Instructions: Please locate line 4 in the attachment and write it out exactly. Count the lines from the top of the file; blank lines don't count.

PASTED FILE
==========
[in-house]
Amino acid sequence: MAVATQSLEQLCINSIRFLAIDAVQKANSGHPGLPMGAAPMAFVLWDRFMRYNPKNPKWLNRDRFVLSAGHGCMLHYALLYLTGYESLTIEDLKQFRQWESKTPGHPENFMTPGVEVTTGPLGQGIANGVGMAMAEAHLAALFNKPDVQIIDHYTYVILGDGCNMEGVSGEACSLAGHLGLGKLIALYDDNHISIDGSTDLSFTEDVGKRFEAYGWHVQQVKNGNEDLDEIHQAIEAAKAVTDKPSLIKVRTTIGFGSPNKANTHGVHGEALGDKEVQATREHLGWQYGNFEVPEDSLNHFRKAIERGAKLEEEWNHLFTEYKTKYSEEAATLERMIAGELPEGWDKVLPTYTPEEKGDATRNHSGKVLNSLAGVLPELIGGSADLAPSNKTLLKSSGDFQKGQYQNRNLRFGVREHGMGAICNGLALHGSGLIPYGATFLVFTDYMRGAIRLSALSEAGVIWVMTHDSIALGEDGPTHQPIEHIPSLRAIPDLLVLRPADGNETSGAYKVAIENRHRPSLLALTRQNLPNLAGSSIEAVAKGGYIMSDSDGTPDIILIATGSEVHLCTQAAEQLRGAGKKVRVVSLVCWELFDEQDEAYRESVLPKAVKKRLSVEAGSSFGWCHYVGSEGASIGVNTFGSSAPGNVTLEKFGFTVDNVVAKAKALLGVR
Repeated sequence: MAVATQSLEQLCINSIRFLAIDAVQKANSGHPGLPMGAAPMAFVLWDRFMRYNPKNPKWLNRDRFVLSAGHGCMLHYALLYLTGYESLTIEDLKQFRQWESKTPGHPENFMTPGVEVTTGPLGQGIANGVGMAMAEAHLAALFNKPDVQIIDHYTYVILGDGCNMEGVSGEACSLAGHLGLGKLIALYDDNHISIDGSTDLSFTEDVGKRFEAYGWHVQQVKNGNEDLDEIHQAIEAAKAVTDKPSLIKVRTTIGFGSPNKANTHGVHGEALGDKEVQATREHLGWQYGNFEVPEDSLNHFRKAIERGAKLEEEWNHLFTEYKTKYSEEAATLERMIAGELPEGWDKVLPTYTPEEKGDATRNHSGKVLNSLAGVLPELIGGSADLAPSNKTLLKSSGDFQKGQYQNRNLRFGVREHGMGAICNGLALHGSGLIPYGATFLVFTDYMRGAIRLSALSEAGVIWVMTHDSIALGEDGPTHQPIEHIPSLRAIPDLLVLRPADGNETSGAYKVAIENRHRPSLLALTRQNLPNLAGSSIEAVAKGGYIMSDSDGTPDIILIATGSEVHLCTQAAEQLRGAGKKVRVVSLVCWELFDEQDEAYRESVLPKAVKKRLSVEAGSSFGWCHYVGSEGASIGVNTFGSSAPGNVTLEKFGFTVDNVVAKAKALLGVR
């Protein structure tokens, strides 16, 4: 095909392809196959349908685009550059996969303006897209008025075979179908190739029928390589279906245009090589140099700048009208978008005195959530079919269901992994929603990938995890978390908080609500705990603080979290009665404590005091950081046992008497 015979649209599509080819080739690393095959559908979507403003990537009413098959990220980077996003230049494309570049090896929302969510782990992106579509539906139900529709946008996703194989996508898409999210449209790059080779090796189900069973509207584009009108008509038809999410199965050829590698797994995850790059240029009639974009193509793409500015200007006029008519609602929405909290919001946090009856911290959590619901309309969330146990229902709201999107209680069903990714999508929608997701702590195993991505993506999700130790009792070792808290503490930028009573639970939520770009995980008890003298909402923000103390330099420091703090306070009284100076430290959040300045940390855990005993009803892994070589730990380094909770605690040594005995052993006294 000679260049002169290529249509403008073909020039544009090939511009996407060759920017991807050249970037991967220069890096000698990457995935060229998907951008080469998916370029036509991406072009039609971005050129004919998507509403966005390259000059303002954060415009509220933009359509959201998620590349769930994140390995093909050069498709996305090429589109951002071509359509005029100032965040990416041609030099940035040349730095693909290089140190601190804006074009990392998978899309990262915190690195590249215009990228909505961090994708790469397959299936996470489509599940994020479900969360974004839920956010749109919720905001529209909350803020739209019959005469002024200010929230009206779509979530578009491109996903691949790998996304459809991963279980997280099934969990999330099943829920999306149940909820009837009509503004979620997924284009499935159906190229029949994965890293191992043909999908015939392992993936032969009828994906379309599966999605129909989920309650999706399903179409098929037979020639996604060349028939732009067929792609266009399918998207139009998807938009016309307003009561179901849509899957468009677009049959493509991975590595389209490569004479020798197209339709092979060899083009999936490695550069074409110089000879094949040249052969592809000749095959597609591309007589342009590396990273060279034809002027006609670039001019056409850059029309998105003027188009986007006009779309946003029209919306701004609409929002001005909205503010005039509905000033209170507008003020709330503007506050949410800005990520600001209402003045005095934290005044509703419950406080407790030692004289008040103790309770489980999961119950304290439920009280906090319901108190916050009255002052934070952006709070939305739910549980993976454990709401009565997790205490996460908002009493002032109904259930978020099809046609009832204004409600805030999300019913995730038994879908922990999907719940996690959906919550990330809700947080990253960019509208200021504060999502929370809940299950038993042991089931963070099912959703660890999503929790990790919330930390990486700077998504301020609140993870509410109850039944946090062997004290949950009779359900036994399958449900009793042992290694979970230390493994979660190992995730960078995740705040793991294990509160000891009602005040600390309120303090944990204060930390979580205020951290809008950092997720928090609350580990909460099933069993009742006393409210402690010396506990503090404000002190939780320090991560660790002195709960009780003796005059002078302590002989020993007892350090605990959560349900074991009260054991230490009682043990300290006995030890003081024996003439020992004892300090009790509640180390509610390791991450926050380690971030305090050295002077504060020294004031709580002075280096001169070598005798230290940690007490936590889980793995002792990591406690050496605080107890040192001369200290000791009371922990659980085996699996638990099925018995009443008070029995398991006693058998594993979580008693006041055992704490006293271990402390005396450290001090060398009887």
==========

């Protein structure tokens, strides 16, 4: 095909392809196959349908685009550059996969303006897209008025075979179908190739029928390589279906245009090589140099700048009208978008005195959530079919269901992994929603990938995890978390908080609500705990603080979290009665404590005091950081046992008497 015979649209599509080819080739690393095959559908979507403003990537009413098959990220980077996003230049494309570049090896929302969510782990992106579509539906139900529709946008996703194989996508898409999210449209790059080779090796189900069973509207584009009108008509038809999410199965050829590698797994995850790059240029009639974009193509793409500015200007006029008519609602929405909290919001946090009856911290959590619901309309969330146990229902709201999107209680069903990714999508929608997701702590195993991505993506999700130790009792070792808290503490930028009573639970939520770009995980008890003298909402923000103390330099420091703090306070009284100076430290959040300045940390855990005993009803892994070589730990380094909770605690040594005995052993006294 000679260049002169290529249509403008073909020039544009090939511009996407060759920017991807050249970037991967220069890096000698990457995935060229998907951008080469998916370029036509991406072009039609971005050129004919998507509403966005390259000059303002954060415009509220933009359509959201998620590349769930994140390995093909050069498709996305090429589109951002071509359509005029100032965040990416041609030099940035040349730095693909290089140190601190804006074009990392998978899309990262915190690195590249215009990228909505961090994708790469397959299936996470489509599940994020479900969360974004839920956010749109919720905001529209909350803020739209019959005469002024200010929230009206779509979530578009491109996903691949790998996304459809991963279980997280099934969990999330099943829920999306149940909820009837009509503004979620997924284009499935159906190229029949994965890293191992043909999908015939392992993936032969009828994906379309599966999605129909989920309650999706399903179409098929037979020639996604060349028939732009067929792609266009399918998207139009998807938009016309307003009561179901849509899957468009677009049959493509991975590595389209490569004479020798197209339709092979060899083009999936490695550069074409110089000879094949040249052969592809000749095959597609591309007589342009590396990273060279034809002027006609670039001019056409850059029309998105003027188009986007006009779309946003029209919306701004609409929002001005909205503010005039509905000033209170507008003020709330503007506050949410800005990520600001209402003045005095934290005044509703419950406080407790030692004289008040103790309770489980999961119950304290439920009280906090319901108190916050009255002052934070952006709070939305739910549980993976454990709401009565997790205490996460908002009493002032109904259930978020099809046609009832204004409600805030999300019913995730038994879908922990999907719940996690959906919550990330809700947080990253960019509208200021504060999502929370809940299950038993042991089931963070099912959703660890999503929790990790919330930390990486700077998504301020609140993870509410109850039944946090062997004290949950009779359900036994399958449900009793042992290694979970230390493994979660190992995730960078995740705040793991294990509160000891009602005040600390309120303090944990204060930390979580205020951290809008950092997720928090609350580990909460099933069993009742006393409210402690010396506990503090404000002190939780320090991560660790002195709960009780003796005059002078302590002989020993007892350090605990959560349900074991009260054991230490009682043990300290006995030890003081024996003439020992004892300090009790509640180390509610390791991450926050380690971030305090050295002077504060020294004031709580002075280096001169070598005798230290940690007490936590889980793995002792990591406690050496605080107890040192001369200290000791009371922990659980085996699996638990099925018995009443008070029995398991006693058998594993979580008693006041055992704490006293271990402390005396450290001090060398009887």